If Trivers means this (and did the reporter paraphrase him correctly) to be of the common form, “X is a person of integrity who [reasons why X is a person of integrity]”, Trivers fails: serving time in prison demonstrates not integrity but Epstein pleaded guilty for crimes a person of integrity would not have committed – what next, a Mafia boss is a person of integrity?; settling civil lawsuits is a reputational and fiscal damage limitation exercise, not a demonstration of integrity; and now there are further (alleged, so far) crimes which Epstein did not show integrity in owning up to and serving prison time for, and presumably further civil lawsuits which Epstein did not settle.

    On the other hand, if what Trivers said is of the form, “X is a person of integrity who also …”, his claim that Epstein is a person of integrity is entirely unsupported by Trivers. One wonders what might support so confident a judgment: was it that Epstein promised a large grant to Trivers’ institution and didn’t renege on the promise, ie he’s not a person of demonstrated lack of integrity regarding grants which advertise his name and enhance his public image?; or does Trivers have extensive close personal knowledge of Epstein and his behaviour?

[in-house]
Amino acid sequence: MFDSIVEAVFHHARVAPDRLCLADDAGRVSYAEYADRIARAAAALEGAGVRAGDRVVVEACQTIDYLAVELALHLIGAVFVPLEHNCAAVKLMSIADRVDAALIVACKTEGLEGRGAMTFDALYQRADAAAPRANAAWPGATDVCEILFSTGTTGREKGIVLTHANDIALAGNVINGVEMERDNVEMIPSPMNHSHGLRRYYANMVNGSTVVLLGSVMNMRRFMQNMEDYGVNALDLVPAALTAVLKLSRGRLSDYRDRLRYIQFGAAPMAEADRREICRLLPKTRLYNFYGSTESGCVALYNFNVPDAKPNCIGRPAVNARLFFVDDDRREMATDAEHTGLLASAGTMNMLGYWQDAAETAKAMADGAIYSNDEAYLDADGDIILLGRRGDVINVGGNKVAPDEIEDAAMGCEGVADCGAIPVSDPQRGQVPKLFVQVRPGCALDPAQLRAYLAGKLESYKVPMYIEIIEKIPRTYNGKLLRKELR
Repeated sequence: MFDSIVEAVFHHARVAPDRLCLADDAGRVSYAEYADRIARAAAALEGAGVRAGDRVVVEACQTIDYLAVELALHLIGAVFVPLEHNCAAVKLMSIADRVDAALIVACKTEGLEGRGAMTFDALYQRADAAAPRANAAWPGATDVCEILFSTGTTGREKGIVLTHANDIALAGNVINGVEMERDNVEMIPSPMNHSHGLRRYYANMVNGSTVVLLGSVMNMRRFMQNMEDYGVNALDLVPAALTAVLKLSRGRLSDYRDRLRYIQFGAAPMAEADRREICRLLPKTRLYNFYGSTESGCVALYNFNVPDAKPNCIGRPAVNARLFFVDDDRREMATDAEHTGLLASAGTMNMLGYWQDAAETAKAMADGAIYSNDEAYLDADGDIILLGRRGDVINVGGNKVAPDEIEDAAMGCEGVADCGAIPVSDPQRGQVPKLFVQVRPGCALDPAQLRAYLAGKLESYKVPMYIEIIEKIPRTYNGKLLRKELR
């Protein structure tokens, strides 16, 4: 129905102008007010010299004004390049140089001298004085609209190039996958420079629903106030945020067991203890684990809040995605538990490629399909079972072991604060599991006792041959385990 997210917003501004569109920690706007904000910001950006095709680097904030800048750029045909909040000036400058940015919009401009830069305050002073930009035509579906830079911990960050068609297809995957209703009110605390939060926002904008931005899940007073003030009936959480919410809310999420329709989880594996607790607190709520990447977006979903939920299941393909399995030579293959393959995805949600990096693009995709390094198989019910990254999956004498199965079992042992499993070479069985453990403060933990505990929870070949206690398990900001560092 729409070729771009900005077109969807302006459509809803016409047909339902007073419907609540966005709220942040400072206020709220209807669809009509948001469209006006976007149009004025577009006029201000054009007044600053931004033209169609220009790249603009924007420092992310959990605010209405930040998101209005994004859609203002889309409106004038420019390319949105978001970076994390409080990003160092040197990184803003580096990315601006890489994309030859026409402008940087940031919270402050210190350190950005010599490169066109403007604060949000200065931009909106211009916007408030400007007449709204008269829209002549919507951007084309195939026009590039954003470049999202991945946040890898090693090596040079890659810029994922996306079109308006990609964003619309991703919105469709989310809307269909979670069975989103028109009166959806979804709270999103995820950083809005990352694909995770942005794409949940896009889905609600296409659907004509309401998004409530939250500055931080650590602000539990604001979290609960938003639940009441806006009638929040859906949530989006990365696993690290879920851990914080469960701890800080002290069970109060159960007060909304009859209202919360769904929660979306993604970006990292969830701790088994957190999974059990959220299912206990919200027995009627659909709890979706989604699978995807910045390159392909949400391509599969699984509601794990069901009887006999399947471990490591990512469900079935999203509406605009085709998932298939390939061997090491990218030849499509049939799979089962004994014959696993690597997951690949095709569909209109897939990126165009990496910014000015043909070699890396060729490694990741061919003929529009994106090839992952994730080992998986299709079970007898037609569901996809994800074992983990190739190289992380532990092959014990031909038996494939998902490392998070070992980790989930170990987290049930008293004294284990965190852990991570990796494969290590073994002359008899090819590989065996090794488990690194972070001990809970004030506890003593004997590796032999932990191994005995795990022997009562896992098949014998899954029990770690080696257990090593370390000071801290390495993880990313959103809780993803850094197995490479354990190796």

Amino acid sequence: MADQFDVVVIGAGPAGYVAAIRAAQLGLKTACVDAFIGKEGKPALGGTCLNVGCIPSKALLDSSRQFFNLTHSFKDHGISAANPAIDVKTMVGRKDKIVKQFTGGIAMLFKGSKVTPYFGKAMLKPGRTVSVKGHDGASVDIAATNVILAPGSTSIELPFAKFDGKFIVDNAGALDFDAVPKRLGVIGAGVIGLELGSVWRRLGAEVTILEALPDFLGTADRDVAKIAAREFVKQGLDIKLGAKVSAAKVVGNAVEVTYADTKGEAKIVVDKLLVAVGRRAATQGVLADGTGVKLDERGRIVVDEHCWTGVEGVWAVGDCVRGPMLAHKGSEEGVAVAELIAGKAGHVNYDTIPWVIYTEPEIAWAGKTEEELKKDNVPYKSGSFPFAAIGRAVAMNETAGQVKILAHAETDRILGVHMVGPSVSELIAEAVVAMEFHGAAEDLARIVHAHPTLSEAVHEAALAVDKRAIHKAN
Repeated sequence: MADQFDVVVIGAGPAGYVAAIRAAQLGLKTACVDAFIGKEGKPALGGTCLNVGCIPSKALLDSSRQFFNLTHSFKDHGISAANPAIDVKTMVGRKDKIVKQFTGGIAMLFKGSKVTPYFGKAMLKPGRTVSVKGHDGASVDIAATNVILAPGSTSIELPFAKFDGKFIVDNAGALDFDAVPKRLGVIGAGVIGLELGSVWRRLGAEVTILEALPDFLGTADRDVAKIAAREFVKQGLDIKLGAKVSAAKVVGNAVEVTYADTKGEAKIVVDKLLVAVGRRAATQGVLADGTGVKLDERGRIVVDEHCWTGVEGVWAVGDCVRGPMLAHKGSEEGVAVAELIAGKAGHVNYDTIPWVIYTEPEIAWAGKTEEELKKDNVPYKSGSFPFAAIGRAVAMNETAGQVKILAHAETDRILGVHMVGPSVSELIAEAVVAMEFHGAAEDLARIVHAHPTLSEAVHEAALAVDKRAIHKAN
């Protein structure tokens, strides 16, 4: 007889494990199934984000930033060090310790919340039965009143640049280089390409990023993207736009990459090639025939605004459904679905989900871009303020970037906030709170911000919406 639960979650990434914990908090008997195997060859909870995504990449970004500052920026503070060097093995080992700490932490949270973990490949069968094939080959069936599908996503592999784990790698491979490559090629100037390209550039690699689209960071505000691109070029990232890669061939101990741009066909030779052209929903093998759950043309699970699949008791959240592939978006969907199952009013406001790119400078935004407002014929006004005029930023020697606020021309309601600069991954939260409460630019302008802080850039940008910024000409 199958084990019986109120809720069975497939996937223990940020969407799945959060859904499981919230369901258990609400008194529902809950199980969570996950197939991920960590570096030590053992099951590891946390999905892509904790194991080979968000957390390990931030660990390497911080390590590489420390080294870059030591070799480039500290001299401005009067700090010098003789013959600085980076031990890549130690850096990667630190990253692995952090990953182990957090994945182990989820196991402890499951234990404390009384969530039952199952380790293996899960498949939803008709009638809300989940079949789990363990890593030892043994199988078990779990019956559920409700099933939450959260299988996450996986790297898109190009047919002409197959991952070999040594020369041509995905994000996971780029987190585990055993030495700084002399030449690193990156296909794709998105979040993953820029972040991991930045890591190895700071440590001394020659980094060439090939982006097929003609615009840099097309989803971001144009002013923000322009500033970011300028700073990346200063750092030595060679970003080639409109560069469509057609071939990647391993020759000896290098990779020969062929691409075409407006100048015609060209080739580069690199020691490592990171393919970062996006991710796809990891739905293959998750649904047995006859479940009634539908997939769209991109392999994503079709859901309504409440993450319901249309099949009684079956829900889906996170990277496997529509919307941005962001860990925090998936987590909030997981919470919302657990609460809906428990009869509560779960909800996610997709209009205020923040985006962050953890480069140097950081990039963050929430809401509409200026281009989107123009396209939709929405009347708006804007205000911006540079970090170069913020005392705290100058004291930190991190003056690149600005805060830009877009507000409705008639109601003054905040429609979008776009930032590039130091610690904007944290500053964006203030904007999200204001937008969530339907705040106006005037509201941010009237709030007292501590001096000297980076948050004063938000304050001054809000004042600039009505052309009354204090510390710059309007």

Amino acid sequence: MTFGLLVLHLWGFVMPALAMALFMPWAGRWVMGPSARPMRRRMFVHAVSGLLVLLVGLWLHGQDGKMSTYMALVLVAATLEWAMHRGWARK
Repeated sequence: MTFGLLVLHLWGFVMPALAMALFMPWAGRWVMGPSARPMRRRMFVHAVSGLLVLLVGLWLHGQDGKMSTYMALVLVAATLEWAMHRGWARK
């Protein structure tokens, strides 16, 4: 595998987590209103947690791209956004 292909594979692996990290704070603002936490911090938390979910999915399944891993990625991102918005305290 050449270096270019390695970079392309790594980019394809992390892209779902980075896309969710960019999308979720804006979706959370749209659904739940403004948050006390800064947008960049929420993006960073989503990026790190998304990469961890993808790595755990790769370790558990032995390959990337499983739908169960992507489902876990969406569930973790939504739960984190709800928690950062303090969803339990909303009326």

Note that “said they were abused” – that snide “said”: Epstein pleaded guilty to multiple charges ** , so the women named as the “abused” in those successful criminal charges should have had no difficulty in getting a civil settlement – and if Epstein and his lawyers hadn’t settled voluntarily (on his terms and conditions) a court would have imposed a settlement with probably greater reputational and fiscal damage to Epstein. Or if some of these women who “said” they were abused (but by Trivers’ implication or insinuation weren’t) had sued without an evidenced case in hope of a quick settlement, the courts or Epstein’s expensively competent lawyers will have rejected any spurious claims unsettled. “Said” – read ‘merely said’, read ‘lied’ – and “settled lawsuit” probably don’t go together.

    *

    ** In a 2011 SkepChick thread Lawrence Krauss (commenting as ‘lmk2011’ on a post he was criticised in) wrote: